Historic cities that have been continuously inhabited through the current day, usually bear apparent evidence of their past in their urban grid. In large capital cities like Athens or Rome an observer can easily read the evolution of the city in discrete layers. The different historic realities coexist with the noisy modern everyday life. Unlike […]

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April 16 2014

Siena, Italy: The Exaltation of the Medieval Spirit

April 16th, 2014Posted by 

What makes the relatively small town of Siena so special in comparison with the other former Italian city-states in the north? Is it the way its medieval characteristics have continued to influence everyday life? This strong relationship with the past is obvious both in the town’s urban development, and in the annual social events. The urbanization […]

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April 02 2014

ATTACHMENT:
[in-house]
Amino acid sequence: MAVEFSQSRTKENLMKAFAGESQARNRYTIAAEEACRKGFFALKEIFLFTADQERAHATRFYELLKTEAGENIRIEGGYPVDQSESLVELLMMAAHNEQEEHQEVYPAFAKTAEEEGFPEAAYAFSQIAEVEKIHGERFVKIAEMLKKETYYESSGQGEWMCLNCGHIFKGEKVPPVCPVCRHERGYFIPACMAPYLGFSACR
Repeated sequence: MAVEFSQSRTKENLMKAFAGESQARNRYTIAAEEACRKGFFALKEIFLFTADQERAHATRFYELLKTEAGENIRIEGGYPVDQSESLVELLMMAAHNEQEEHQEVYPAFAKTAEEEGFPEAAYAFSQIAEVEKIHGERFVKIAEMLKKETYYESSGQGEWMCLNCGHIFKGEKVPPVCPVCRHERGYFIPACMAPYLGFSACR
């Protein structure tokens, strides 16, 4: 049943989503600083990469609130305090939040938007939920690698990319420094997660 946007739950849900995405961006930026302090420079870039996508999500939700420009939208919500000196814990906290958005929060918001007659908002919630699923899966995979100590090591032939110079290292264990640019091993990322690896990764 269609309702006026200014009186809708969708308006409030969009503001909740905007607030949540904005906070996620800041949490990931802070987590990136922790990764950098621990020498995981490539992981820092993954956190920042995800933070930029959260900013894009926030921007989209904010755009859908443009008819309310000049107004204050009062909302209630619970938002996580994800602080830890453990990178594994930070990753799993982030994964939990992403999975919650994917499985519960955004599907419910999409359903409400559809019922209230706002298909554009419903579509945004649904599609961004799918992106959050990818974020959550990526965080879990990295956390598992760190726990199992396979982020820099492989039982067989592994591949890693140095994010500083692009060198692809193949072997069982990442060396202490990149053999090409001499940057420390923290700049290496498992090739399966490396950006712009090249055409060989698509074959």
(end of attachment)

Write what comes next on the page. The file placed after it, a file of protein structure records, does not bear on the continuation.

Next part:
An Exploration of Verticality: The Towers of San Gimignano, Italy

April 2nd, 2014Posted by 

Six centuries before the creation of the modern vertical landscapes that characterize cities like Manhattan, a city scheme of a similar form, although of a different scale and social background, grew in towns of northern Italy: The urban landscape of the medieval towers. The construction of towers started in the late twelfth Century. They not only […]

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March 19 2014

The Creation of the Italian Commune: Architecture as a Tool of Politics

March 19th, 2014Posted by 

Out of the darkness of the Middle-Ages, helped by the extreme economic power of commerce, and taking advantage of the turbulence caused by the constant fight for control between the church and the Holy Roman Empire, there emerged in Italy an urban form forgotten since Antiquity: the city-state. These states, also known as Communes, gained […]

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March 05 2014

The Duomo of Florence: A Symbol of Arrogance, an Eternal Landmark

March 5th, 2014Posted by 

In a city full of world-renowned architectural monuments, the Florence cathedral Santa Maria del Fiore, with its glorious dome, is still the most immediately recognizable element of the city. Looking to the size of the Duomo, one cannot help but think it’s even too big for the scale of the narrowed-street medieval city. Thus, it […]